Your message is your magic; it’s how you solve your prospective client’s wake-up-in-the-morning problem in a way that is unique. You must be able to communicate your message powerfully and effectively whether you have an hour and 100 PowerPoint slides, or only 30 seconds in a rickety elevator. Too often the message gets muddled in fuzzy acronyms and what Inc. contributing writer Geoffrey James calls “corporate speak.” It’s best to build your brand around a message with familiar concepts, clear analogies and concise language. When Qureshi says, “It’s like Uber for tutoring,” he capsulizes the aim of Knack in seconds. His prospects know exactly what Knack and for whom. It may be tempting to skimp on this part because you think “Eh, it’s only a few words.” The fewer the words, the greater the impact. For example, test yourself and see how many of these messages you immediately associate with a brand (Hint: some are no longer used, but are so powerful they have become part of the American lexicon.):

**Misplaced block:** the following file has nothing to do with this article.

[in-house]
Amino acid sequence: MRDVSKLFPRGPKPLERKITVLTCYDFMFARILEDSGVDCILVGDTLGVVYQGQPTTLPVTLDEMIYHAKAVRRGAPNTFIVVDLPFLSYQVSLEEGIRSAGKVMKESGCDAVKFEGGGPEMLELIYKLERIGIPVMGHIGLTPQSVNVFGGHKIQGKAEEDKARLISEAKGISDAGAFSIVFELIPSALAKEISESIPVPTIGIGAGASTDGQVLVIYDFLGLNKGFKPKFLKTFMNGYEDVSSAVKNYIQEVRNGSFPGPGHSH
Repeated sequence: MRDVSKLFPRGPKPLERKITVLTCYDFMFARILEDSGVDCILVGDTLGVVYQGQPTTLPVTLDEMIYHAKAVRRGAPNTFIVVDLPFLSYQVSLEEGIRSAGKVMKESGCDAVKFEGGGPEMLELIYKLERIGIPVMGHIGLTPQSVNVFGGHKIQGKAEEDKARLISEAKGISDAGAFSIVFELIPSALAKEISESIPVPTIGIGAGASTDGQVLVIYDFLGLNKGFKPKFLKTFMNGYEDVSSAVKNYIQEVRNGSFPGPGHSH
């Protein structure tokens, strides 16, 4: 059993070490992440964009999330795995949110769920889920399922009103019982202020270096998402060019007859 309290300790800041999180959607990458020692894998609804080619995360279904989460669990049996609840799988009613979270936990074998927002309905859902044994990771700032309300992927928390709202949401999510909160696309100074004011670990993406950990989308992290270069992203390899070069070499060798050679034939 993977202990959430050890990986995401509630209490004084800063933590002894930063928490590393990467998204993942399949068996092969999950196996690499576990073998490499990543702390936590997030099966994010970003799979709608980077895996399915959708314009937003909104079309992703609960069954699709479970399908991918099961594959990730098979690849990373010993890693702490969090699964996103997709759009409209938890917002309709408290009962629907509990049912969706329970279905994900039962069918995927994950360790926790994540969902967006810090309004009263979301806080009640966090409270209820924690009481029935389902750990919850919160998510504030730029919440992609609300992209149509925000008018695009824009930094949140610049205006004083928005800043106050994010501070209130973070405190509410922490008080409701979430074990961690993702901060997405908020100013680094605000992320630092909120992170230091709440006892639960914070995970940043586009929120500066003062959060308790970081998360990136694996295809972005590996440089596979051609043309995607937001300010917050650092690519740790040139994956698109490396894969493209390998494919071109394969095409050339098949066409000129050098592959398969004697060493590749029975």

- “When it absolutely, positively has to be there overnight.”
- “Always low prices.”
- “Where shopping is a pleasure.”
- “We try harder.”
- “Think different.”
- “For life.”
- “Imagination at work.”
- “Just do it.”
- “Have it your way.”
(The answers are at the bottom of this blog.)
Maybe your message won’t be a clever tagline. If you aren’t particularly clever with words and can’t yet afford an agency to help you come up with a catchy slogan, just start with this statement: “We help [describe who you help for example: “women over 40”] with [insert the problem you solve for example: “look a decade younger in just 30 days”] [hint at how you solve it in a unique way “without wasting hundreds of dollars on expensive department store lotions and potions that don’t work anyway.”]